AIMS The morphological changes of the corneal endothelium after posterior chamber lens implantation in the transplanted corneas were investigated.
METHODS 36 patients underwent extracapsular cataract extraction with posterior chamber lens implantation. Among these, penetrating keratoplasty had been performed in 18 patients before cataract surgery. The indications for penetrating keratoplasty in these cases included keratoconus, herpetic keratitis, and macula cornea. 18 cataract patients with normal corneas were also studied as controls. The central corneal endothelium in each subject was examined with a wide field specular microscope at a few days before and 3 months after cataract surgery.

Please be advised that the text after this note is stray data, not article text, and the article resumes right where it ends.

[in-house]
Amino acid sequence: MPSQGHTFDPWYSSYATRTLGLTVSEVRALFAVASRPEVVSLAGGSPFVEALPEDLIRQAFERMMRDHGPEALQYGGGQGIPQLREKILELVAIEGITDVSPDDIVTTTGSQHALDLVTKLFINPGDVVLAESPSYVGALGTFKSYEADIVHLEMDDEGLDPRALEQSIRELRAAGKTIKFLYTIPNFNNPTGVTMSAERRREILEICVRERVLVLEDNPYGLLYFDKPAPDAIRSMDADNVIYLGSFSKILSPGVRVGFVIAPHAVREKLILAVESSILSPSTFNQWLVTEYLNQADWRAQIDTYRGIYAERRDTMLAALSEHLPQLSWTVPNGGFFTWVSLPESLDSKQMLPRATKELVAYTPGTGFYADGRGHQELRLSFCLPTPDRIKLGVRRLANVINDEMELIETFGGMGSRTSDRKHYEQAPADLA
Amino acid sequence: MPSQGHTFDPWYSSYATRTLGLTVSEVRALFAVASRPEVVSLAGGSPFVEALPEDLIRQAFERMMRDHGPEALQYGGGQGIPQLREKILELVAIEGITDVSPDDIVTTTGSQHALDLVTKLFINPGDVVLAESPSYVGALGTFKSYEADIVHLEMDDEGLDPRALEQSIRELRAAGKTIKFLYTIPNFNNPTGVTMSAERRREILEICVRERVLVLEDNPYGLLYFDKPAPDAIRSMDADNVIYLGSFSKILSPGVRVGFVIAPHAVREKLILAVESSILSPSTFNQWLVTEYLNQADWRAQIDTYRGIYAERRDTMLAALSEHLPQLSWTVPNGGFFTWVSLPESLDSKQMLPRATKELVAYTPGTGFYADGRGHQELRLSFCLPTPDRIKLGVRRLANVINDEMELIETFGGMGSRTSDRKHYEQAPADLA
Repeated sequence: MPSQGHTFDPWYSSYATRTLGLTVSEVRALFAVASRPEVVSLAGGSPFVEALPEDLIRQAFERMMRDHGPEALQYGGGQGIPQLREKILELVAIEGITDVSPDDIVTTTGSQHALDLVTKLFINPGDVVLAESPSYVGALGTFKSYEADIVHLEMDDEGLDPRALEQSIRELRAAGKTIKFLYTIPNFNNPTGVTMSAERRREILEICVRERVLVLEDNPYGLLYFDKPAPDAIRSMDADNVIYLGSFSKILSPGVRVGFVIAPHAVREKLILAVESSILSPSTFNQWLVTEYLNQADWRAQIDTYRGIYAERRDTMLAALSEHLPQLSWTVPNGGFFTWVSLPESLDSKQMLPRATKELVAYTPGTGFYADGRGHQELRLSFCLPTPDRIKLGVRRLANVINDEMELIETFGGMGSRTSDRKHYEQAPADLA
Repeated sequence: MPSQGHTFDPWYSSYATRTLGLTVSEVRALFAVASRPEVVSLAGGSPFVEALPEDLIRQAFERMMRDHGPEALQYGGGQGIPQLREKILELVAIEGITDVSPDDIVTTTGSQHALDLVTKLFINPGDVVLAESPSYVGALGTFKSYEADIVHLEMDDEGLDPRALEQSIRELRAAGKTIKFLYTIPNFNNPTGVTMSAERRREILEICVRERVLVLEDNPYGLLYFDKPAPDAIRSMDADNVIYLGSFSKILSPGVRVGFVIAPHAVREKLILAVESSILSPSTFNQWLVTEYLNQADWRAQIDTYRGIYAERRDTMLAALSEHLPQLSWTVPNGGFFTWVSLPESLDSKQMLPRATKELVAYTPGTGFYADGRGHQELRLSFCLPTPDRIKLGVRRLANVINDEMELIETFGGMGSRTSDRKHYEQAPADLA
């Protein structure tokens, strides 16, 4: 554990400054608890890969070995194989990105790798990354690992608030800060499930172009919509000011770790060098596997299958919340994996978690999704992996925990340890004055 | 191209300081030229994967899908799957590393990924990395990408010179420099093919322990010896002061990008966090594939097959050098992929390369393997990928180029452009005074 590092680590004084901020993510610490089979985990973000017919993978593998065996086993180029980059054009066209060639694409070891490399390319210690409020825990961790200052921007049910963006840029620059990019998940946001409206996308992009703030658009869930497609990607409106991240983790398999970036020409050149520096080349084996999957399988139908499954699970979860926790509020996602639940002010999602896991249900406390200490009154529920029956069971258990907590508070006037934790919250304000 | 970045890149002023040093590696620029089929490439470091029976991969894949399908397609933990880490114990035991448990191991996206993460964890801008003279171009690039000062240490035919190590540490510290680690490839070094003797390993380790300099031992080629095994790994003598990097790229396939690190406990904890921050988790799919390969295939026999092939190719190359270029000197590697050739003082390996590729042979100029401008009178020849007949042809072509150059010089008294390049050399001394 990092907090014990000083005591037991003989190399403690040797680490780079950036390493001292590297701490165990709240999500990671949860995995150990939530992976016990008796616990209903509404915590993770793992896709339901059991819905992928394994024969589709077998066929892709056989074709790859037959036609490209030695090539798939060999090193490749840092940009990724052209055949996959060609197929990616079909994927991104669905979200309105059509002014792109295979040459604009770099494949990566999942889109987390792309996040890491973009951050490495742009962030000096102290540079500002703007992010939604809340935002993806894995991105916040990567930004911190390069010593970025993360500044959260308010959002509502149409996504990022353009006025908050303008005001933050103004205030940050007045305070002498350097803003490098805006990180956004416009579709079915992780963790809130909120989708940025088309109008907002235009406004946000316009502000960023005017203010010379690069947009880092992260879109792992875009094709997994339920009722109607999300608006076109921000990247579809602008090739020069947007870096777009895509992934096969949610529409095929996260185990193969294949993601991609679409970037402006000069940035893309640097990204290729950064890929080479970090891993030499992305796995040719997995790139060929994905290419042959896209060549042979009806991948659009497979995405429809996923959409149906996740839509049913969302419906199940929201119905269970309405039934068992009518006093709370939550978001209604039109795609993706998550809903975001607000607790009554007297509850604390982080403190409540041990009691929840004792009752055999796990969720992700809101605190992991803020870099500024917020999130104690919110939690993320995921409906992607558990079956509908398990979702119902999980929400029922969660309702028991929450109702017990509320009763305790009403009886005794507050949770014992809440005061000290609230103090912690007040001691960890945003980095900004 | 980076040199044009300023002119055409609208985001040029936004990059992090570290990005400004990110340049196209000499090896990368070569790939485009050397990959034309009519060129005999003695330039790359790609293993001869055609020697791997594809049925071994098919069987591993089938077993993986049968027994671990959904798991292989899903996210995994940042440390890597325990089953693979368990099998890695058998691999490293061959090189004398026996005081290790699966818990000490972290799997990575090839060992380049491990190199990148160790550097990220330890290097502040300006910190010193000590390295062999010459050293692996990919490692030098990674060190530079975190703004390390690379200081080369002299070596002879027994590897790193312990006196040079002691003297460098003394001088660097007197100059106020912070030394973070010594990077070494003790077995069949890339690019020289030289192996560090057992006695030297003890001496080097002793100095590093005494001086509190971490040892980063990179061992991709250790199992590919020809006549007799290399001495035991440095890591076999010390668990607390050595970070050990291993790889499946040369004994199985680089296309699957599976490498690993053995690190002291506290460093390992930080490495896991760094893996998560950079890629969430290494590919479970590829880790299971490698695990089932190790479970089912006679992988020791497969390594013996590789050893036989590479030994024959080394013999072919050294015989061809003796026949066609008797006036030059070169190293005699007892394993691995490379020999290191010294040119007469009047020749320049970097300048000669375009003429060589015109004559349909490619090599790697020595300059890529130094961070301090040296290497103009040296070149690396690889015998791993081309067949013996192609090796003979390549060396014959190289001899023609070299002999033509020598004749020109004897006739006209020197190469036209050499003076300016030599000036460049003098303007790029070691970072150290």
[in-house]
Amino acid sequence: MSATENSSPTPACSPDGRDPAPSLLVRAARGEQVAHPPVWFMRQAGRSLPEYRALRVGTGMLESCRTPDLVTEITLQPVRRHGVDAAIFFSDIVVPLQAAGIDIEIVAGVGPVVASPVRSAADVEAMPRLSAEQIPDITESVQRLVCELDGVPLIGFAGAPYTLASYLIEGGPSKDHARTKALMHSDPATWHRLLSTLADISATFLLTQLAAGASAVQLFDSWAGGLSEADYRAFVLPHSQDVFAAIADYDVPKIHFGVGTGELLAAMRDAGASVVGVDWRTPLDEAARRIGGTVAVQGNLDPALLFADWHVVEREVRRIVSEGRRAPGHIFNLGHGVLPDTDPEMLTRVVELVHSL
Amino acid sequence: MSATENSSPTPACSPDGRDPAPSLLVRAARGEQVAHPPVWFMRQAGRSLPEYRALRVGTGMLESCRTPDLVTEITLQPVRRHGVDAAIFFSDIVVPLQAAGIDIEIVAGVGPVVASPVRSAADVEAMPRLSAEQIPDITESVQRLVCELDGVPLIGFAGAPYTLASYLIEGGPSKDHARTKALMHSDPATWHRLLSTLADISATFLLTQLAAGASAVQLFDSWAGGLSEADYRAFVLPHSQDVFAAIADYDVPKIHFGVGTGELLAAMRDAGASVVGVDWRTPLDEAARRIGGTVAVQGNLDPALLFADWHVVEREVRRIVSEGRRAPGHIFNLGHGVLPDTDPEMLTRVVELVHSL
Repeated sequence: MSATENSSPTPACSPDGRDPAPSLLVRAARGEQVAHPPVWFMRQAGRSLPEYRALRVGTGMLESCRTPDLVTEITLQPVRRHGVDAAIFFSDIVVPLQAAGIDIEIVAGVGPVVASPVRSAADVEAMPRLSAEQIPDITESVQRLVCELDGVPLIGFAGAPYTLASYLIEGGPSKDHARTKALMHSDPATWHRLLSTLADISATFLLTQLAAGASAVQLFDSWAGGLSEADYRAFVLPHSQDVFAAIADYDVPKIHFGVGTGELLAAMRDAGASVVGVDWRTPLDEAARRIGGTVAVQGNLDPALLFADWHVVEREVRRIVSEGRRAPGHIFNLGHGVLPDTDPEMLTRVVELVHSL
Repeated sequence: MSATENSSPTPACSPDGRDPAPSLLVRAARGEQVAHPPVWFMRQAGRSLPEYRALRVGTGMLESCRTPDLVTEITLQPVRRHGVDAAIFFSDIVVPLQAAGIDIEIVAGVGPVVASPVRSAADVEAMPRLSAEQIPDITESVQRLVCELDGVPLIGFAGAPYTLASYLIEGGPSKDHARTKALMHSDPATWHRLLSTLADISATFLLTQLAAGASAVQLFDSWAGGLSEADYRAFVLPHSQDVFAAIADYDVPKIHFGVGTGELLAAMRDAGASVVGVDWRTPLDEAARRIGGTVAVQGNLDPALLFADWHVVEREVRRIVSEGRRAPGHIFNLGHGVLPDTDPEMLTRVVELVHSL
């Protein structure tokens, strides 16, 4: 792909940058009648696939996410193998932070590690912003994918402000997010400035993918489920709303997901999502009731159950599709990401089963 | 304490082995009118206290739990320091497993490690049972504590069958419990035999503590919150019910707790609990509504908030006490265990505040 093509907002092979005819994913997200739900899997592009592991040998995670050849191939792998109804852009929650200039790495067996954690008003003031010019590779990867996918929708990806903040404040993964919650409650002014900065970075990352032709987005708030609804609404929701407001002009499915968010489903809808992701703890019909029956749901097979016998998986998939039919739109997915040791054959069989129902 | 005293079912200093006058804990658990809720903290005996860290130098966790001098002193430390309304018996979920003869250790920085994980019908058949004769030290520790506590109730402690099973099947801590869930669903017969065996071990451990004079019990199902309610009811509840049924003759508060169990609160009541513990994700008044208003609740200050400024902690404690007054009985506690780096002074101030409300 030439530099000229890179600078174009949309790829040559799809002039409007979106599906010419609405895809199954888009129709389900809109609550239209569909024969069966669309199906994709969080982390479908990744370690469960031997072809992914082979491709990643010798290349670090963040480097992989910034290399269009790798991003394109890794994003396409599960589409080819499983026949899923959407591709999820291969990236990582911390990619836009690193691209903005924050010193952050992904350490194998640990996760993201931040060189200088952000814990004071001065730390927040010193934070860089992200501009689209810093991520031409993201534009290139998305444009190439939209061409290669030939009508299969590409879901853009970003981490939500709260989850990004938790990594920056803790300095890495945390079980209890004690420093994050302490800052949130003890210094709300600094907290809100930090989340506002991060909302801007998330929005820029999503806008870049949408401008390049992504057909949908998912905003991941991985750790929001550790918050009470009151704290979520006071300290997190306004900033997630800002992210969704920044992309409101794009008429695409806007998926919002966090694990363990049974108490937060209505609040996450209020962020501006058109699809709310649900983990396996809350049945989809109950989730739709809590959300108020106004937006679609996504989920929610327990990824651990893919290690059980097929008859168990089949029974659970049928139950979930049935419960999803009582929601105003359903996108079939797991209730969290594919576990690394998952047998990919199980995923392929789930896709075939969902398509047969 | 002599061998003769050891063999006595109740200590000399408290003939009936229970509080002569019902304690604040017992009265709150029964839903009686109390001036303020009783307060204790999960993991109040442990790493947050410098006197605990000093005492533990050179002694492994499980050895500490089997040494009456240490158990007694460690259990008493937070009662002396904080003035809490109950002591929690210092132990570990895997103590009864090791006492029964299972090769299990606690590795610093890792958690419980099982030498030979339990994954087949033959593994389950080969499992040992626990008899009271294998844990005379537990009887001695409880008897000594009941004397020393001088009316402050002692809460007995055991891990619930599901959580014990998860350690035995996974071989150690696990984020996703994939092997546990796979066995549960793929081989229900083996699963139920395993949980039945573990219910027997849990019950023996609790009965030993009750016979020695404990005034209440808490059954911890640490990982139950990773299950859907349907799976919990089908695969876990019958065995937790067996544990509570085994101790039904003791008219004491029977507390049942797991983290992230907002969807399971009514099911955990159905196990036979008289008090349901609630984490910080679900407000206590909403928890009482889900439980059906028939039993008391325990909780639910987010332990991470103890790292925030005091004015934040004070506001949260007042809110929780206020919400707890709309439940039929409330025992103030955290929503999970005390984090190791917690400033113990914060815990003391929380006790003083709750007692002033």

RESULTS Although the transplanted corneas showed lower endothelial cell densities, marked polymegethism, and pleomorphism in the baseline variables, the endothelial morphological changes in the transplanted corneas after posterior chamber lens implantation were comparable with those in the normal corneas. Also, there was no clinical evidence, especially, of corneal epithelial and/or endothelial rejections and corneal decompensation in all corneas.
CONCLUSION Even though the transplanted corneas have a lower endothelial cell density and marked polymegethism, it is believed that cataract surgery does not induce corneal decompensation in cases where the peripheral recipient endothelium can be considered to have normal morphology.
- corneal transplants
- lens implantation
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